Joint mission showcases 123rd Airlift Wing's EOD capabilities, assists Indiana Guard
By Tech. Sgt. D. Clare, 123d Airlift Wing Public Affairs
/ Published January 23, 2010
CAMP ATTERBURY, Ind. -- The call comes in: There's a suspicious vehicle parked at one of the Indiana National Guard's primary combat training facilities.
Military and civilian authorities aren't taking any chances. They call the closest responders they know -- the Kentucky Air National Guard's explosive ordnance disposal team.
Within moments of a briefing from emergency responders, the Airmen deploy their Remotec MK VI Andros robot. From a safe distance, they use its camera to survey the scene.
They find a suspicious tube in the vehicle's trunk, remove it with the robot and take it to a safer location.
Now it's time to sweat. Tech. Sgt. Lowery Woods, a seasoned explosive ordnance disposal tech, dons an 80-pound "bomb suit." It's designed to protect the body's vital organs in the event of an explosion. That's an eventuality Sergeant Woods would rather not contemplate.
To safely destroy the probable pipe bomb, he must hand-carry an x-ray device to the scene, scan the object and determine the best way to disarm or destroy it. Years of training and experience, coupled with an hour of extreme tension and careful planning, come to a close with an uneventful shell pop. Plastic from the simulated bomb is scattered to the winds. The exercise is over.
So is a four-day, real-world mission and joint training evolution that cleared the Indiana Air National Guard's Air-to-Ground Gunnery Range here of ordnance and sharpened the capabilities of Kentucky Airmen and Indiana State Police hazardous devices technicians.
"This is a win-win situation for us and the Kentucky Air National Guard," said Lt. Col. Craig Haggard, Commander, Joint Forces Air Component, Detachment 1, Indiana Air National Guard. "By regulation, we have to clean up the bombs on our range. We don't have an EOD team. Kentucky does, and when they come out here they're able to do training they can't do at home."
According to Colonel Haggard, the task of assigning range clearance is increasingly challenging based on worldwide demands for EOD techs. By incorporating Indiana emergency responders, the Kentucky Airmen and Indiana technicians improve their abilities for both states.
"There's only so much you can do in a classroom," explains Master Sgt. Shane Lagrone, the noncommissioned officer in charge of Kentucky's EOD shop. "This is a chance to help a neighbor and give our young guys the opportunity to get out and blow stuff up."
According to Sergeant Lagrone, the real-world mission of range maintenance is one of EOD's core tasks. It's a "bread-and-butter" job that involves identifying ordnance that may still contain explosives, lining these bombs up, connecting C-4, triggering a fuse and driving a safe distance away to watch the fireworks.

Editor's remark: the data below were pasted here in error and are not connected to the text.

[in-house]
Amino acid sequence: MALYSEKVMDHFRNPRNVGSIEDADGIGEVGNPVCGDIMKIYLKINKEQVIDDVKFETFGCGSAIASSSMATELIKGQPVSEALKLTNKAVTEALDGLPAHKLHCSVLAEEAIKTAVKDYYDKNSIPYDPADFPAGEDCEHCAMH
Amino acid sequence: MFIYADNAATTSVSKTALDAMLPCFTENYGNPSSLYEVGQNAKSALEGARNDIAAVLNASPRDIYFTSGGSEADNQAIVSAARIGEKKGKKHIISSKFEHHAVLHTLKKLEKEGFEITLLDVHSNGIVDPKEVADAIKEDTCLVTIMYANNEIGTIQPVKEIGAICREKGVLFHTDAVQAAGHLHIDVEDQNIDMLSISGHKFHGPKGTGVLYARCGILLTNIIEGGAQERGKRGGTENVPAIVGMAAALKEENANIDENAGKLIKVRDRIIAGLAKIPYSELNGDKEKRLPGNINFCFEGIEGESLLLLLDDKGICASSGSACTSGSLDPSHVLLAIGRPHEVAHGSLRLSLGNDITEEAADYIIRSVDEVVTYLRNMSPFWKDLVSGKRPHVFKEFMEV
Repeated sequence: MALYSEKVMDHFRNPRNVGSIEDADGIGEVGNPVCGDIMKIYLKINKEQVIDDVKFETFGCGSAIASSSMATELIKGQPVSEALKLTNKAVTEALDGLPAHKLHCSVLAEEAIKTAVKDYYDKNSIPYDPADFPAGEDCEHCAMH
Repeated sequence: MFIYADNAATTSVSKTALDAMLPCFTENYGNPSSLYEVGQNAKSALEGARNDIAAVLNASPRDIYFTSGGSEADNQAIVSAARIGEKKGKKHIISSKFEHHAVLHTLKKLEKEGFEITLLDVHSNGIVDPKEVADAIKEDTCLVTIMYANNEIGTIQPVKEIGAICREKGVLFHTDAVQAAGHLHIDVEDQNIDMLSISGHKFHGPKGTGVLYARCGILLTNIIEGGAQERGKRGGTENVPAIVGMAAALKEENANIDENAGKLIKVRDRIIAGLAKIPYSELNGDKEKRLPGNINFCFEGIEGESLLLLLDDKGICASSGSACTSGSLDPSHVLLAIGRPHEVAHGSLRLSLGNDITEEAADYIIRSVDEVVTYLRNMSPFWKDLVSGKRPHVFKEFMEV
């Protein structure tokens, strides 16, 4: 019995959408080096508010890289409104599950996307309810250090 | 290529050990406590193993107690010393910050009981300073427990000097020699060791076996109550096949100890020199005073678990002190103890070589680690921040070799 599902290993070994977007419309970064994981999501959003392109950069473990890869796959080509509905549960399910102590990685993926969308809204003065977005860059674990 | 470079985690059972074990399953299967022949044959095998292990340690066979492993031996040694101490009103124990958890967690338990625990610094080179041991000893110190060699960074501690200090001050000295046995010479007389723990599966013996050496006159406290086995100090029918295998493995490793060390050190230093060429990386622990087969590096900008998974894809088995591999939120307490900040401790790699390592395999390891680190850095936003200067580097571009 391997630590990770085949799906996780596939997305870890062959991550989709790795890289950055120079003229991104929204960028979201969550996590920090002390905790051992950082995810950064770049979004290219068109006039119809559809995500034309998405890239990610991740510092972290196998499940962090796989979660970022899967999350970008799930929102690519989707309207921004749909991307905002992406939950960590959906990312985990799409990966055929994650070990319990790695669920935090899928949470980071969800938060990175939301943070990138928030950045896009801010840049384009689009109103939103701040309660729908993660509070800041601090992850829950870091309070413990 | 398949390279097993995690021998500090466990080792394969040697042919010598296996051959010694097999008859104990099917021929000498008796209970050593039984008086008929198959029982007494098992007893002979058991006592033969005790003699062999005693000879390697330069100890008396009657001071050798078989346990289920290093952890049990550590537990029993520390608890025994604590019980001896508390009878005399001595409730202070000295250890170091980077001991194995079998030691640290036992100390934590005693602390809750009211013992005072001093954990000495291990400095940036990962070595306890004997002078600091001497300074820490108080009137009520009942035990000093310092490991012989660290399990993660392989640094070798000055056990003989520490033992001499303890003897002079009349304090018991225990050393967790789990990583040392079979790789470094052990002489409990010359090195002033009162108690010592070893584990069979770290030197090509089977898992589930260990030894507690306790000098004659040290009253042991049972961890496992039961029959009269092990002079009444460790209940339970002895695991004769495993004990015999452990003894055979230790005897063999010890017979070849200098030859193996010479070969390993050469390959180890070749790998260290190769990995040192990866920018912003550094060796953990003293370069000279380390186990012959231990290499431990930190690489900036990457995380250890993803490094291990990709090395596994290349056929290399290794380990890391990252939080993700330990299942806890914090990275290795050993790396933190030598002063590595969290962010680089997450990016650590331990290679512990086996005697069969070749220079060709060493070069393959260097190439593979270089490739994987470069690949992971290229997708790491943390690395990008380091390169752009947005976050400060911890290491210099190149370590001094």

Safe, expended ordnance is then recycled or otherwise removed from the range.
Sergeant Lagrone, who was twice awarded the Bronze Star for combat service, said that, in the hands of professionals, the EOD job is safe -- safer at least than two tours spent clearing Iraq's highways of improvised explosive devices while under fire.
He said the opportunity to perform the mission in Indiana helps the Airmen build credibility with leadership in both states.
"Sometimes people think of us as cowboys," he said. "They think we just want to run off base blow stuff up -- knock down trees and everything. The truth is that, yes, we're going to race off base and do our job just like anybody else would. But we're very careful and educated about what we do. Our biggest fear is losing someone on a call."
In fact, one of the highlights of the deployment to Indiana was something that wasn't on anyone's agenda.
Shortly before the trip, Sergeant Squier was given an unfired piece of military ordnance that was in an aging Indiana woman's home. Senior Master Sgt. Lou Corner, EOD superintendent, was able to identify the ordnance and confirm the danger it posed in civilian hands.
According to Sergeant Squier, as World War II veterans pass on, their survivors occasionally inherit hand grenades, shells and other dangerous explosives that were brought home as souvenirs. Training with the Kentucky Airmen not only allowed the sergeant and a fellow officer to take a potentially deadly piece of weaponry out of the community, it helped them improve their skills at assessing military ordnance.
This exchange and experience working together may be especially important if military EOD members are ever tasked to respond to stateside emergencies.
"Everyone on our team has deployed at least once," Sergeant Corner said. "And we know it's just a matter of time before we go again. Being able to answer the nation's call is something we're proud of. At the same time, we want to be the best possible asset we can be for our Commonwealth if the state or our neighbors need our help. We're confident we can answer that call and perform whenever and wherever we're needed."